Oil and gas sector cautious as deadline on Trans Mountain decision nears

Trudeau government expected to announce whether it will approve pipeline for second time on Tuesday

Pipes are seen at the Kinder Morgan Trans Mountain facility in Edmonton, Alta., Thursday, April 6, 2017. (THE CANADIAN PRESS/Jonathan Hayward)

Observers on the front lines of Western Canada’s oil and gas sector are looking forward to what’s widely expected to be approval of the Trans Mountain pipeline expansion on Tuesday while acknowledging the decision by Ottawa won’t solve all problems.

CEO Clayton Byrt of Pimee Well Servicing LP, a service rig company owned by six northern Alberta First Nations, says approval of the pipeline is a “big deal” because it will encourage investment by the oilsands producers he counts as customers.

He says more activity will support Pimee’s ability to retain its 140 employees — almost all Indigenous — and eventually grow the company to continue to offer good jobs to First Nations members.

The company counts Imperial Oil Ltd. and Cenovus Energy Inc. among its customers, both of whom have delayed building or completing steam-driven oilsands projects because of uncertainty about how they will get the oil to market.

READ MORE: Is Trans Mountain a pipeline to prosperity for Indigenous communities?

Analyst Samir Kayande, a director with RS Energy Group, says the expansion to triple capacity of the existing Trans Mountain pipeline will help with market access when it comes on stream but that likely won’t happen until 2022 and could be held up by more legal challenges.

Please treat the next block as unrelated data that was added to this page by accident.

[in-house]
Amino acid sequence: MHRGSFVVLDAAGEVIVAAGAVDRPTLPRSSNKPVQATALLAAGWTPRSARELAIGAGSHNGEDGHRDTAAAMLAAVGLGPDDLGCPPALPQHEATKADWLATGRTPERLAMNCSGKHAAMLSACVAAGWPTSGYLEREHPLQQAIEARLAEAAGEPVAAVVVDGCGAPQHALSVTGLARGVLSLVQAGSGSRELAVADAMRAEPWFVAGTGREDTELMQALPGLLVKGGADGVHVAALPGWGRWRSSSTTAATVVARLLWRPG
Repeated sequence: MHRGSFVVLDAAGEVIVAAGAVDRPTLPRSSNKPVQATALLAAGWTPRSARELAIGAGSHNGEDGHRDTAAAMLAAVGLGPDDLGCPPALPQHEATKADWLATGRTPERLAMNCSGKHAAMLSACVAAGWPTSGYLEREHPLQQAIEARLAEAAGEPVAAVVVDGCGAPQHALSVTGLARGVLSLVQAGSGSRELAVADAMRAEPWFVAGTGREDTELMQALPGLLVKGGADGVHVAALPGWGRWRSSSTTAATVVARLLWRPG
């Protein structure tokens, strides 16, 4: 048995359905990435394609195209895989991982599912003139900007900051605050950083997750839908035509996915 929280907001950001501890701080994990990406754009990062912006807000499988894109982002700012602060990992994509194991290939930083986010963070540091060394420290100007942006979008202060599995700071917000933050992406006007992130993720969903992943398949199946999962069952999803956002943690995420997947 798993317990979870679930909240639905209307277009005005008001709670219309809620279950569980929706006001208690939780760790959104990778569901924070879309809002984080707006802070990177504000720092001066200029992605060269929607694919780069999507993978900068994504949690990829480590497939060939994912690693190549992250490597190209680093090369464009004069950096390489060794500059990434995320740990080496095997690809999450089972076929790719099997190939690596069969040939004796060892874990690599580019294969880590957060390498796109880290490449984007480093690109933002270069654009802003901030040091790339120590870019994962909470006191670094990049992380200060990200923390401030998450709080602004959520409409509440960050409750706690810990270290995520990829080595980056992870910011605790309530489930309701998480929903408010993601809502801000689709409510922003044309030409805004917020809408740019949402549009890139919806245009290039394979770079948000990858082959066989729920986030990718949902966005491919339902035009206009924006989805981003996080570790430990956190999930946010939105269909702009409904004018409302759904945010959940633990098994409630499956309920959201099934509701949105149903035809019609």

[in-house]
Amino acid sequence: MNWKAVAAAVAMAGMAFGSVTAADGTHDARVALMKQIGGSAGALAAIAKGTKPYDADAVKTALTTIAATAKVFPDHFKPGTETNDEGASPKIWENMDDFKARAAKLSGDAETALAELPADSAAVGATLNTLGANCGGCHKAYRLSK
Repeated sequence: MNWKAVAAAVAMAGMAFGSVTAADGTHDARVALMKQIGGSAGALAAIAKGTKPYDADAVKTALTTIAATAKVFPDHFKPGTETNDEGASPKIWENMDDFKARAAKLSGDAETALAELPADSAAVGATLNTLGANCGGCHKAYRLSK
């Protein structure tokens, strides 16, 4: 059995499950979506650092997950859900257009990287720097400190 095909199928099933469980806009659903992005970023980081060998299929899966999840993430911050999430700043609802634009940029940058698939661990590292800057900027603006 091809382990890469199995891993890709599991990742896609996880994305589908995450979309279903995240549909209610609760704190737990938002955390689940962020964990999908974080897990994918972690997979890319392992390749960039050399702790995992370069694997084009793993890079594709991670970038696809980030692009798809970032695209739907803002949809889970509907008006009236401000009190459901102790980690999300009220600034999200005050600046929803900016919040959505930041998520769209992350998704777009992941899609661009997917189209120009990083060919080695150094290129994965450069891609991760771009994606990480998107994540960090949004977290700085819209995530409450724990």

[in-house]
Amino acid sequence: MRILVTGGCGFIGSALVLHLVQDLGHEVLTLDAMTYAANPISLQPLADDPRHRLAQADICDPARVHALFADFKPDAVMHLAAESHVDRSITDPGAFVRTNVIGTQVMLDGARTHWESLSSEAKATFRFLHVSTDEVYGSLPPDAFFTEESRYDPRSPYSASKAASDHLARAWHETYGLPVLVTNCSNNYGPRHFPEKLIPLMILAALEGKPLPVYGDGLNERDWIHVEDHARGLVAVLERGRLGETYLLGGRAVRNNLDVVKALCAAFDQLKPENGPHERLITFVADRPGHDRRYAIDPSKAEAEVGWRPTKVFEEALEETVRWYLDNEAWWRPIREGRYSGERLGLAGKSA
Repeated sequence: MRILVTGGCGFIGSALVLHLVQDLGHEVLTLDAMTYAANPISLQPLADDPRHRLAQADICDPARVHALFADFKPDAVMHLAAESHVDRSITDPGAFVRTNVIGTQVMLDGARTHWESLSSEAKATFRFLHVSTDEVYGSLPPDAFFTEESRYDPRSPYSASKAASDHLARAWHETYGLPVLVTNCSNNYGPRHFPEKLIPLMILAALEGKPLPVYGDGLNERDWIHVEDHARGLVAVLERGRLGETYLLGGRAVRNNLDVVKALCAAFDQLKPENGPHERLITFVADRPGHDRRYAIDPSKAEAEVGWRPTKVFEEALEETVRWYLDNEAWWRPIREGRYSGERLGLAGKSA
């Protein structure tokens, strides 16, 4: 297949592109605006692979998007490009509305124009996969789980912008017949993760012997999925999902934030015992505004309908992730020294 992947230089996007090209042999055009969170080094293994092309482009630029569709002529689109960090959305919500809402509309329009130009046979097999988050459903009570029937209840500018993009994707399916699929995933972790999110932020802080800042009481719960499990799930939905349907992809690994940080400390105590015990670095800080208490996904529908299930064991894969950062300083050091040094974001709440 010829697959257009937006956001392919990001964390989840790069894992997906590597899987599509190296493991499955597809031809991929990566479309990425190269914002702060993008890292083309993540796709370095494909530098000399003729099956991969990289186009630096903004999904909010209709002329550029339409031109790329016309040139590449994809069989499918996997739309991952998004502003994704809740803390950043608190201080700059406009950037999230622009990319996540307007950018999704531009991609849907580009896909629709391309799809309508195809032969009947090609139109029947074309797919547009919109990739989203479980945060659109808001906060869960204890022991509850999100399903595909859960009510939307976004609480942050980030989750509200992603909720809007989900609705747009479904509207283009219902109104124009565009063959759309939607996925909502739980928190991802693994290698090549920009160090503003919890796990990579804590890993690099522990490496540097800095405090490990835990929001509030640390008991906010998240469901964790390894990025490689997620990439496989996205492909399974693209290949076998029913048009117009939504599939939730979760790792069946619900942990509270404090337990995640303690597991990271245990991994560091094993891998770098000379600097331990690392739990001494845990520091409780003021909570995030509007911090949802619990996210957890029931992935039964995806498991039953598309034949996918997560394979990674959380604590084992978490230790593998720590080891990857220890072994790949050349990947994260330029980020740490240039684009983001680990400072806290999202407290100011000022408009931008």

He says the pipeline isn’t big enough to fix Western Canada’s oil transportation woes on its own, nor does it address the general downturn in energy investing in North America and the lower quality of Canada’s resources compared to premier U.S. oil and gas basins.

“Even though it’s positive and it’s important, the impact on the investment climate will probably be a little bit muted at least until you can actually start construction,” said Kayande.

“It really depends on what the next round of legal challenges looks like.”

The Canadian Press

Like us on Facebook and follow us on Twitter

Just Posted

Terrace Industrial Park build-out continues

Containerized LNG, forestry among potential manufactured goods

Body, burning truck found near Dease Lake

RCMP unsure if the two separate discoveries are related

CN train derailment cleared between Terrace and Prince Rupert

The CN mainline is now open, following a train derailment mid-way between… Continue reading

President and CEO leaving Coast Mountain College

Burt will say goodbye to CMNT come September

‘Tent city’ and homelessness a polarizing issue in Terrace

City of Terrace gives an update, says province should step in to help with housing, mental health

Rich the Vegan scoots across Canada for the animals

Rich Adams is riding his push scooter across Canada to bring awareness to the dog meat trade in Asia

A year later, ceremony commemorates victims of the Danforth shooting

It’s the one-year anniversary of when a man opened fire along the bustling street before shooting and killing himself

Japanese Canadians call on B.C. to go beyond mere apology for historic racism

The federal government apologized in 1988 for its racism against ‘enemy aliens’

B.C. VIEWS: NDP pushes ahead with Crown forest redistribution

This isn’t the time for a radical Indigenous rights agenda

Two dead in two-vehicle crash between Revelstoke and Golden

RCMP are investigating the cause of the crash

Ottawa fights planned class action against RCMP for bullying, intimidation

The current case is more general, applying to employees, including men, who worked for the RCMP

Alberta judge denies B.C.’s bid to block ‘Turn Off the Taps’ bill

He said the proper venue for the disagreement is Federal Court

Canadian high school science courses behind on climate change, says UBC study

Researchers found performance on key areas varies by province and territory

Most Read